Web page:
Finding Big Smallmouth Bass In Big Water
The Great Lakes have become amazing smallmouth bass fisheries but sometimes finding big smallmouth bass in big water can be a challenge. These lakes are so vast, its hard to know where to start at times other than the spawn.
The first time I went to Lake Erie to fish, I went with a guide because if I’m going to have limited time to fish, I wanted to make my time there as productive as possible.
Finding Big Smallies in Big Water
Erie’s floor, especially the eastern basin, is littered with countless rises and humps, or shoals, where the contour breaks are mostly gradual, especially a mile or so offshore as we were. Some of the rises are sprawling, while others are tiny in comparison, but seemingly all of them hold fish.
Finding those areas isn’t difficult given today’s GPS mapping technology. Figuring out where the actively feeding fish are holding on said structure is the challenge, though.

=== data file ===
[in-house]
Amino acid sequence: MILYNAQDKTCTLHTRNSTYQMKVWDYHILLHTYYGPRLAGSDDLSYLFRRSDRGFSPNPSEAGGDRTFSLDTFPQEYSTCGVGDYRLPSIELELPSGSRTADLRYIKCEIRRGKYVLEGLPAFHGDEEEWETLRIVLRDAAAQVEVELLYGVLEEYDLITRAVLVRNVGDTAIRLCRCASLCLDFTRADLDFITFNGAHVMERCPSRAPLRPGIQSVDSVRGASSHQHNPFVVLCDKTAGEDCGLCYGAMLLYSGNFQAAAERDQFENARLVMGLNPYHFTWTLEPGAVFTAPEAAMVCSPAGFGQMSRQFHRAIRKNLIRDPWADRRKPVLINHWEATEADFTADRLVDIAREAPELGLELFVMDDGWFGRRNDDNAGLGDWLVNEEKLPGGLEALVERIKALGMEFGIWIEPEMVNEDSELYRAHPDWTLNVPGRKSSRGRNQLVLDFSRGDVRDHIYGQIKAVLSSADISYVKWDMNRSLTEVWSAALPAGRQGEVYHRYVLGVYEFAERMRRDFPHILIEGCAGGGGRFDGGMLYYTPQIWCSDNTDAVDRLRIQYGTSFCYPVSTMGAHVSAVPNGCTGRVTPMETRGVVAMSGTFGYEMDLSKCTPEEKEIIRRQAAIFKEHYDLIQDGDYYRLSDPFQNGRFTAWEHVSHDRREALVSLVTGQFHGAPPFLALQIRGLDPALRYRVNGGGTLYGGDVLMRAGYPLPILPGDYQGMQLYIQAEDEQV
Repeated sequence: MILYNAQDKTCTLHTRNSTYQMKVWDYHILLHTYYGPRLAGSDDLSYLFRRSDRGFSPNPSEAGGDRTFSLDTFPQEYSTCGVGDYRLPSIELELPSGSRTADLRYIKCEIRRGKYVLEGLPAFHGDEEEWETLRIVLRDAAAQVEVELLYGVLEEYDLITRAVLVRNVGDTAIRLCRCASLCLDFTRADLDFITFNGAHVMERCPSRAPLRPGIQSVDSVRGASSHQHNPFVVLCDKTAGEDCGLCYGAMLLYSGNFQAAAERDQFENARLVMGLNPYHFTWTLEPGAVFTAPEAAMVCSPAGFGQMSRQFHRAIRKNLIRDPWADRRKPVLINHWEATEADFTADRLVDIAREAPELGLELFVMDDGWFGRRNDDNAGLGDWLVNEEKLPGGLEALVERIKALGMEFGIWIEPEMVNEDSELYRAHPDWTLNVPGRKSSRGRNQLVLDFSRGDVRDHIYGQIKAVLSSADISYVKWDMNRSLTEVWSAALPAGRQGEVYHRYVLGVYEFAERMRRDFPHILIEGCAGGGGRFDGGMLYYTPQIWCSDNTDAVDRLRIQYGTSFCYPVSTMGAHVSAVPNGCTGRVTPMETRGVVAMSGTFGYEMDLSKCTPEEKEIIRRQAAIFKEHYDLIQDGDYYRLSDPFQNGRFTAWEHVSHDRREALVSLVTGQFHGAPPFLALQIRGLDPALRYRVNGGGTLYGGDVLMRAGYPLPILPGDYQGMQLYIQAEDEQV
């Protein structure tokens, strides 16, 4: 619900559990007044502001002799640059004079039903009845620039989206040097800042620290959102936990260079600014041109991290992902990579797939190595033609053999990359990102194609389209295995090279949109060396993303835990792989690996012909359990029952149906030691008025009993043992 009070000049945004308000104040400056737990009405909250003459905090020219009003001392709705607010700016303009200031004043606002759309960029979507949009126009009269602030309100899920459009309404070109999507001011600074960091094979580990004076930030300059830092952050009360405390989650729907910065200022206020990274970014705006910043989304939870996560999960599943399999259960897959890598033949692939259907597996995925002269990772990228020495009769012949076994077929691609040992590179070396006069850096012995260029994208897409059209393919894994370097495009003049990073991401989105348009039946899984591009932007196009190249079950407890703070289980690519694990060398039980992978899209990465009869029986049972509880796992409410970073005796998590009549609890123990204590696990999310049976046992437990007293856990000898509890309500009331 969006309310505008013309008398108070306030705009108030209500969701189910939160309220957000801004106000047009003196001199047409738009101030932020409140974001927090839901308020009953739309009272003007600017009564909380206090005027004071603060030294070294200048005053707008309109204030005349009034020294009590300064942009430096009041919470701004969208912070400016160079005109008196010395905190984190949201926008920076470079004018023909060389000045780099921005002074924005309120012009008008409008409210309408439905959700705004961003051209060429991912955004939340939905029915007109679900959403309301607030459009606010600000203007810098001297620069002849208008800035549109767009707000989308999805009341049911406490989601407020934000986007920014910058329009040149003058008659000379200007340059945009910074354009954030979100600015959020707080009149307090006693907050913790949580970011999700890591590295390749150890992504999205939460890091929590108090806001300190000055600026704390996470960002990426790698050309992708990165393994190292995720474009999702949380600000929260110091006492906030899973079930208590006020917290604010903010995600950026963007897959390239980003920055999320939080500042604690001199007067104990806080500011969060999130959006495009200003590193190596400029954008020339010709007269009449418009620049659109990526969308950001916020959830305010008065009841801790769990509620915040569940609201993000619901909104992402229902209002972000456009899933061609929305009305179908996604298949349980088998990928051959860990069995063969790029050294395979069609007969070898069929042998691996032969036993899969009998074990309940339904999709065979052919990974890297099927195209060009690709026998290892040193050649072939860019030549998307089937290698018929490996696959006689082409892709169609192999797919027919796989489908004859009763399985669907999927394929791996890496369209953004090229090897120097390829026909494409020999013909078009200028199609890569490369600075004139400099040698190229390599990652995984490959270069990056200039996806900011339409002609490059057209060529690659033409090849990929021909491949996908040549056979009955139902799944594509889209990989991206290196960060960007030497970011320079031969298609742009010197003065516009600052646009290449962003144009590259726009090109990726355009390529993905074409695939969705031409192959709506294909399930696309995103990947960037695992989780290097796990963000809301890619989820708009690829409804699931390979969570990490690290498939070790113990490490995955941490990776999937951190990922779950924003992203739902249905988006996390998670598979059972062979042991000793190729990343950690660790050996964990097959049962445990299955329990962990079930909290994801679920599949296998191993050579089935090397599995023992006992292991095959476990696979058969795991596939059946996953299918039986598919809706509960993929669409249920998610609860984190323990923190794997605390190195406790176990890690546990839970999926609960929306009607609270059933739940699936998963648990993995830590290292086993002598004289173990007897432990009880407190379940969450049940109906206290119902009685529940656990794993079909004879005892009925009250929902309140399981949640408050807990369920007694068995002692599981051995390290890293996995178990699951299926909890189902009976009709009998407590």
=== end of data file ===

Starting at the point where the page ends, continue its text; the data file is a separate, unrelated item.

When we’d pull up on a hump where he saw arches on his sonar, Griffin was sure to not sit on top of the rise, but off to one side, or the front or back. Boat positioning on a vast body of water can actually make a huge difference even when using a predominantly vertical presentation.
That smallmouth tend to hold on these offshore stopping points is something he says is prevalent mainly on the Great Lakes.
“What I’ve found is that the more active or smaller fish tend to be on the front side of the shoal,” he said, “while the more lazy and sometimes bigger fish hang out on the back side of the hump. They’re just sitting there waiting for something to float by.”
His theory held true in the morning as his two biggest catches came off the backside of a hump in 25 to 28 feet of water. Source
If you are beginning to learn how to fish Erie or any of the larger lakes with deep water, look for the humps and get your bait down to the bottom where the fish are holding. Sometimes finding big smallies in big water can be a challenge. Of course catching them can be a challenge too!
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